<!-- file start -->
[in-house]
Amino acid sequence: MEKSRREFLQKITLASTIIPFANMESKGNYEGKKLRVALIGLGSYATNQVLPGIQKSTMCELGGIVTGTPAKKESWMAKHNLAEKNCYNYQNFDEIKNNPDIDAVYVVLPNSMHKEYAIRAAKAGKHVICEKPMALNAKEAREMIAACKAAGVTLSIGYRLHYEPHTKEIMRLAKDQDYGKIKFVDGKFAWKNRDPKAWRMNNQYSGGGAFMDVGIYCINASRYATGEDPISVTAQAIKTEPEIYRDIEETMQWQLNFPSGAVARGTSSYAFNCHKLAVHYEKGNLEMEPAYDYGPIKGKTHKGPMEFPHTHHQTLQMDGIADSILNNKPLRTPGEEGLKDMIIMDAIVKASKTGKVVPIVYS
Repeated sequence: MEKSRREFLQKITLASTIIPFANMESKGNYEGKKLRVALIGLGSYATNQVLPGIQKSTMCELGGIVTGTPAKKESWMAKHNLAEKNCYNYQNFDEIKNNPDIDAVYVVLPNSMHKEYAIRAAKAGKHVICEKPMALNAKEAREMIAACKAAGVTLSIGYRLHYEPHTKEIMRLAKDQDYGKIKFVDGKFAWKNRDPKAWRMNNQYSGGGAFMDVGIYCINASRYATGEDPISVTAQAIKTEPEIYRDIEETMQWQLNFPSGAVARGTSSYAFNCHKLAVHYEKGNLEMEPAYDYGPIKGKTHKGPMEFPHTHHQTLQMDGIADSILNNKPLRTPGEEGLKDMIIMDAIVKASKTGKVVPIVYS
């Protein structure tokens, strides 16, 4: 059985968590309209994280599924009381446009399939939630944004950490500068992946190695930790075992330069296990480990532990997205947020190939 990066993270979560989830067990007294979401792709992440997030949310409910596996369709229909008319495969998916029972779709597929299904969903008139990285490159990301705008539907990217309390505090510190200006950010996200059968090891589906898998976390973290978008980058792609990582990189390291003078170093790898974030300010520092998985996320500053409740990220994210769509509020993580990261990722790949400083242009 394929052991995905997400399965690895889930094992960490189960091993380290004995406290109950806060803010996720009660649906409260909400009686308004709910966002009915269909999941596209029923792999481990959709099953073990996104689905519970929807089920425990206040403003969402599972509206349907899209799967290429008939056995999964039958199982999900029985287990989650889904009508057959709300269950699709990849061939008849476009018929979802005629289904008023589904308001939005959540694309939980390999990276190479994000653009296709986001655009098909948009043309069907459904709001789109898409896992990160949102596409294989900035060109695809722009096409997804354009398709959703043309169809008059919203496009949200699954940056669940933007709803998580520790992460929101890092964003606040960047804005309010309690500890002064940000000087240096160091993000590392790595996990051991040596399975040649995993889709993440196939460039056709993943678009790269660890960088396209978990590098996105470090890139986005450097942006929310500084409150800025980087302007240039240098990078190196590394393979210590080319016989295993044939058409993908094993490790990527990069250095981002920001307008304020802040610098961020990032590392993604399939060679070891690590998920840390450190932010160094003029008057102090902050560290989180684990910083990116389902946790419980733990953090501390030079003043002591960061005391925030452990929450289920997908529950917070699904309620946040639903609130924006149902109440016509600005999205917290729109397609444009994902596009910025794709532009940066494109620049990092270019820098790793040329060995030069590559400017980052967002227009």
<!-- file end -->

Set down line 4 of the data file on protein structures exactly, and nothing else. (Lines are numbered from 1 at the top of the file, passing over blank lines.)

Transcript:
């Protein structure tokens, strides 16, 4: 059985968590309209994280599924009381446009399939939630944004950490500068992946190695930790075992330069296990480990532990997205947020190939 990066993270979560989830067990007294979401792709992440997030949310409910596996369709229909008319495969998916029972779709597929299904969903008139990285490159990301705008539907990217309390505090510190200006950010996200059968090891589906898998976390973290978008980058792609990582990189390291003078170093790898974030300010520092998985996320500053409740990220994210769509509020993580990261990722790949400083242009 394929052991995905997400399965690895889930094992960490189960091993380290004995406290109950806060803010996720009660649906409260909400009686308004709910966002009915269909999941596209029923792999481990959709099953073990996104689905519970929807089920425990206040403003969402599972509206349907899209799967290429008939056995999964039958199982999900029985287990989650889904009508057959709300269950699709990849061939008849476009018929979802005629289904008023589904308001939005959540694309939980390999990276190479994000653009296709986001655009098909948009043309069907459904709001789109898409896992990160949102596409294989900035060109695809722009096409997804354009398709959703043309169809008059919203496009949200699954940056669940933007709803998580520790992460929101890092964003606040960047804005309010309690500890002064940000000087240096160091993000590392790595996990051991040596399975040649995993889709993440196939460039056709993943678009790269660890960088396209978990590098996105470090890139986005450097942006929310500084409150800025980087302007240039240098990078190196590394393979210590080319016989295993044939058409993908094993490790990527990069250095981002920001307008304020802040610098961020990032590392993604399939060679070891690590998920840390450190932010160094003029008057102090902050560290989180684990910083990116389902946790419980733990953090501390030079003043002591960061005391925030452990929450289920997908529950917070699904309620946040639903609130924006149902109440016509600005999205917290729109397609444009994902596009910025794709532009940066494109620049990092270019820098790793040329060995030069590559400017980052967002227009």